Let’s address the elephant in the room because we get asked this question frequently. Despite the growing scientific data and transformational stories of patients who undergo ketamine treatment, inevitably we get asked, “Is ketamine addictive?”
Simply put, “yes” ketamine has the potential but it is highly unlikely in the setting of professionally monitored infusions. The answer is quite nuanced so let’s explain further over four points:
1. Ketamine’s notorious past and historical use. This question often stems from ketamine’s colorful past as a street drug, aka “Special K,” “Vitamin K,” or simply “K.” When people use drugs recreationally (i.e unsupervised, high doses, frequent dosing, self-administered, unmonitored) yes, they can become addicted to it. That being said, ketamine is the most commonly used medicine globally to safely provide sedation for both adults and children to perform medical procedures and operations. (Learn more on our post: 5 Facts To Know About Ketamine’s Past).
2. Ketamine compared to other substances and medications. Have you ever smoked a cigarette in your life? Have you ever had an alcoholic beverage? Are these substances addictive? Yes, they can be and the potential is there. But not everyone who tries these substances will become addicted to them. Similarly, the addictive potential is there for ketamine but not everyone who tried ketamine will become addicted.
“It isn’t the drug that causes the harmful behavior—it’s the environment. An isolated rat will almost always become a junkie. A rat with a good life almost never will, no matter how many drugs you make available to him. As Bruce put it: he was realizing that addiction isn’t a disease. Addiction is an adaptation. It’s not you—it’s the cage you live in.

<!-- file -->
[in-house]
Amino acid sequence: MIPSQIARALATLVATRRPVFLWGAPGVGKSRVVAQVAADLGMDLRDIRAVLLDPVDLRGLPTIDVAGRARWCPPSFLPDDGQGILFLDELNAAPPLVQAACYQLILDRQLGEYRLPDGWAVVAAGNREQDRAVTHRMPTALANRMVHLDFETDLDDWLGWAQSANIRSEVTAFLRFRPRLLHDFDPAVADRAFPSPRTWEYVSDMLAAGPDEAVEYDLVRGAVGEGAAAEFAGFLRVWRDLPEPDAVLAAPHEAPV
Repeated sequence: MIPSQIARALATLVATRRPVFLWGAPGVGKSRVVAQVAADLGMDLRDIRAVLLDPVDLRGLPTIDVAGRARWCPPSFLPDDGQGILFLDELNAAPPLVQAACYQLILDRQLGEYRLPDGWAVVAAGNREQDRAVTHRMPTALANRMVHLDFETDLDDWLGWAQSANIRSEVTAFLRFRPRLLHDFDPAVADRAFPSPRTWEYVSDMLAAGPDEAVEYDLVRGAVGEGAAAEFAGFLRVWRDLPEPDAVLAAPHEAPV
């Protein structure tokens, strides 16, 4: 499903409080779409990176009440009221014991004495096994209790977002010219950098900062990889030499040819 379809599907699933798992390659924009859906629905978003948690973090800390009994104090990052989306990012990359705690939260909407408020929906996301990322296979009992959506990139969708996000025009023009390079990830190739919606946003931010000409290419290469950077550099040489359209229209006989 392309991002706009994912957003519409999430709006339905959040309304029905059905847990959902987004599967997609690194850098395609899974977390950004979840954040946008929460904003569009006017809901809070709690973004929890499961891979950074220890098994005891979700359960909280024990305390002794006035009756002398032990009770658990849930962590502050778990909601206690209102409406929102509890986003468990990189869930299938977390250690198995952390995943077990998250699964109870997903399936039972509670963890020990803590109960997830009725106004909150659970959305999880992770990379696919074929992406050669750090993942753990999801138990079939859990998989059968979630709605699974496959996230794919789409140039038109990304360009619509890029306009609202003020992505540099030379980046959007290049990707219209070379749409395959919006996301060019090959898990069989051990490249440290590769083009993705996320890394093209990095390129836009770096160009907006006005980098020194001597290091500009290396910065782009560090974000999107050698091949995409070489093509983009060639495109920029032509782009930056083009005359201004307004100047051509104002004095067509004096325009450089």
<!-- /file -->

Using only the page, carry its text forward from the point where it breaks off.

— Johann Hari, Chasing the Scream: The First and Last Days of the War on Drugs
Furthermore, check out this graph below:
Ketamine is in the low dependence potential, compared to both nicotine and alcohol. Ketamine compared with other medications (like morphine and other opioids) used in hospitals has a much lower potential for dependency. So not only is it used to help patients get needed procedures done, like a shoulder reduction, it has a lower risk of dependency compared to morphine! This is also being field tested in the EMS world, and some paramedics are giving IV ketamine instead of IV opioids for pain.
3. Ketamine, addiction, and monitored treatment. Ketamine infusions start with low doses of ketamine over a prolonged time period. Slowly infused low doses of ketamine avoid the sudden dose of ketamine that recreational users may experience which can create a potentially addictive high.
When you are given this transformational medication in a monitored and safe environment over the watchful eye of a healthcare provider, the addictive potential drops further. Here at Reset Ketamine, we use ketamine to catalyze your transformation. Our goal is to help get you to a point where you need less and less infusions as you heal.
4. Comparing risk vs benefits in the age of modern medicine. Finally, you have to compare the risk versus benefit of undergoing ketamine infusions. There is risk (like any medication), but you need to compare it to the benefit one could gain. Take for example chemotherapy, there is a risk of damage to the body, because these powerful drugs not only kill cancer cells (benefit) but will also kill healthy cells (risk). Proper dosing and monitoring further lowers the risk, and increases the overall benefit of receiving the chemotherapy! Sure, there are risks involved when receiving ketamine infusions, but then there is also the benefit of improved mood and transforming your life!
We hope this is helpful in answering this question. Let us know what you think and contact us if you have further questions!